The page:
Stepping into the Unknown

stepping into the unknown

One of the most uncomfortable experiences most of us face is when we must try something for the first time. Sometimes this is relatively minor in the grand scheme of things, for instance, tasting a new food or meeting someone new. However, the tension and apprehension increases as the risks increase; such as, interviewing for a new job, doing a major home renovation, moving to a new location, or opting for a surgical procedure.

Given our specific temperament we may have different levels of apprehension, but it’s reasonable to assume that all of us eventually face situations which ramp up the tension level in our lives. And all of us cope with these stresses in different ways. Some people become irritable, some become quiet and sullen, some transition into hyper-mode, while others are paralyzed with fear.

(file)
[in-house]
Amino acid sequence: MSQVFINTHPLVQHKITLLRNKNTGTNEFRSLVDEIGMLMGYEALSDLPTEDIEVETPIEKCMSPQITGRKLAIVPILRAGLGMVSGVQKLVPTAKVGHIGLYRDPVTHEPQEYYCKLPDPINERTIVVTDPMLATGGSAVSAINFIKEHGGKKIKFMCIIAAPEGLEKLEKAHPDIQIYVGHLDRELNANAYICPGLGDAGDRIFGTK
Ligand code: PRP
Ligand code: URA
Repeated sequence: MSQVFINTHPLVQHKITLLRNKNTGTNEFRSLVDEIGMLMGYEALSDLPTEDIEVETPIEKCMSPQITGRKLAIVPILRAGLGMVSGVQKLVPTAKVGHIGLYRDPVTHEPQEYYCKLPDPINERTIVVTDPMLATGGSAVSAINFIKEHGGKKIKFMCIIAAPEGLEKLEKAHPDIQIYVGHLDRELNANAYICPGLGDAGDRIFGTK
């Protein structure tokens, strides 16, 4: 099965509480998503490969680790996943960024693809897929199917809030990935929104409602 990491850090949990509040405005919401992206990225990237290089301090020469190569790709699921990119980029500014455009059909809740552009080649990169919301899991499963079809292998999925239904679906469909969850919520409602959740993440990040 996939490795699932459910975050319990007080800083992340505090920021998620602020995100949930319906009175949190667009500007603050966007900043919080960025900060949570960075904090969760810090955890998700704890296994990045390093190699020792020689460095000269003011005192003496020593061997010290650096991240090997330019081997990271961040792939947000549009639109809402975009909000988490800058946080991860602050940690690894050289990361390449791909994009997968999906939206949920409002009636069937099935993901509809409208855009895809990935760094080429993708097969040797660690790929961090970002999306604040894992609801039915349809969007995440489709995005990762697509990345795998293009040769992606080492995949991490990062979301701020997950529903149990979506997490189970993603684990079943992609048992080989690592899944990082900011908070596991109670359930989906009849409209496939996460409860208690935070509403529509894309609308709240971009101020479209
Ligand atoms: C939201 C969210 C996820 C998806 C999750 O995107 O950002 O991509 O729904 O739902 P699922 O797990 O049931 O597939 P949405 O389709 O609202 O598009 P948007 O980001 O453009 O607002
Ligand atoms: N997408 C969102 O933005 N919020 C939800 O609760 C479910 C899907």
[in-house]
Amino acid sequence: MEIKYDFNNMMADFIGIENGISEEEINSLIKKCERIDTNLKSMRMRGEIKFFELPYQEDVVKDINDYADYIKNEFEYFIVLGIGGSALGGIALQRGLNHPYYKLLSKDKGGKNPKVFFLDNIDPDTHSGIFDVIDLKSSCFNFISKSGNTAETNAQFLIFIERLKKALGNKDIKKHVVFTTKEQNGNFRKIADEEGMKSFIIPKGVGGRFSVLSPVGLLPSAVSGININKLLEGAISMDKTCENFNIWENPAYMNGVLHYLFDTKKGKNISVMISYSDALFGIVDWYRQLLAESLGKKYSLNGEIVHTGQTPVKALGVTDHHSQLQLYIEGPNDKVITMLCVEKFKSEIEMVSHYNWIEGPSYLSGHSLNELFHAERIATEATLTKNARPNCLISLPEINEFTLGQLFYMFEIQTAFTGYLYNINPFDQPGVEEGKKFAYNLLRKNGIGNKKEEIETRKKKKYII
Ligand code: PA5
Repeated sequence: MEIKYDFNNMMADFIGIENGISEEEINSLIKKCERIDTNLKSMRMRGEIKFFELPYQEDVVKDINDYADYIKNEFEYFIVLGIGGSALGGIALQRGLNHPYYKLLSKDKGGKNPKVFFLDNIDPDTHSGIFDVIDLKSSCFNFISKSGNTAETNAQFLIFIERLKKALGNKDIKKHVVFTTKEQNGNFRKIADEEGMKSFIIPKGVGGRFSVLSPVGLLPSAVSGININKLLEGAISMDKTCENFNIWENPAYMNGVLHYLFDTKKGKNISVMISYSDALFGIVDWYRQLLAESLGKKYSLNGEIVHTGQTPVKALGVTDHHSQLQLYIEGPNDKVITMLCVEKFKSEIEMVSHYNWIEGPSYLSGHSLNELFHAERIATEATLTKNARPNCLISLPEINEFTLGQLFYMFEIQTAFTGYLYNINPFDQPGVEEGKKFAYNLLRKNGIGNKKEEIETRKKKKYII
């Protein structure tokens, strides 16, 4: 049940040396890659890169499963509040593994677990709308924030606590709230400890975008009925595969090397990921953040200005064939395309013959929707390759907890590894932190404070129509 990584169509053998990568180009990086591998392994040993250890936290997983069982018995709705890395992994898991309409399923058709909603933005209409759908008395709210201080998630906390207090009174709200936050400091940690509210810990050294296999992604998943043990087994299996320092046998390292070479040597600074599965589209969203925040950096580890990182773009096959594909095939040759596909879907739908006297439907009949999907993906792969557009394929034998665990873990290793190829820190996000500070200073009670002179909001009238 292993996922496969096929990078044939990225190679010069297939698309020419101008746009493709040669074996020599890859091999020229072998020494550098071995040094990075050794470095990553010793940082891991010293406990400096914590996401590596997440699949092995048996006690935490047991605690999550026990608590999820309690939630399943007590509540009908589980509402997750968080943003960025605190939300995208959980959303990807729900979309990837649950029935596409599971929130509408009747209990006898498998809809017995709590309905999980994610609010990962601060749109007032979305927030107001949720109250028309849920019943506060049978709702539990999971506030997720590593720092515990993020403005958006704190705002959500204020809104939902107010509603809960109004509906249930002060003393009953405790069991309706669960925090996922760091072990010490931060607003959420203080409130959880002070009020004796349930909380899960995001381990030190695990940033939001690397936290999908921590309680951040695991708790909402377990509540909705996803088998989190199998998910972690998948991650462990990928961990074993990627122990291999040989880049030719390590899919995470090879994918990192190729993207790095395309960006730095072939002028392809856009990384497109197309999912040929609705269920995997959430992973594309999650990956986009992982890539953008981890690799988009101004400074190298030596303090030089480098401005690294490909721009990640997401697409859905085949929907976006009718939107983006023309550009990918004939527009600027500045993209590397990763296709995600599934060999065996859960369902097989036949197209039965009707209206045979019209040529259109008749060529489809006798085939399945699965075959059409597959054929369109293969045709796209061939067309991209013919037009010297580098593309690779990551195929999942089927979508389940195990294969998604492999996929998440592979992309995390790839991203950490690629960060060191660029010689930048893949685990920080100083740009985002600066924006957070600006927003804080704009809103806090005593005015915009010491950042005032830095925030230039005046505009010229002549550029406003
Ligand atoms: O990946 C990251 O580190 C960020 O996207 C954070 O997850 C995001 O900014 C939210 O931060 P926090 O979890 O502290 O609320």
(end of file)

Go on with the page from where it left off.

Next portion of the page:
A couple of weeks ago we looked at Abram and how God called him to make a drastic life change; moving his family and goods to a new country where he was to settle for the rest of his life. Today let’s take a look at the most prominent character in the early church, Paul.

Like Abram, Paul encountered God in an unmistakable way. In neither case is there any indication that Abram or Paul questioned with whom they were dealing. Both understood that it was God whom they had encountered and both realized they would never be the same afterward.

We read about Paul’s encounter with Jesus in the book of Acts where he underwent a dramatic conversion.

Acts 9:1-20
1 And Saul, yet breathing out threatenings and slaughter against the disciples of the Lord, went unto the high priest,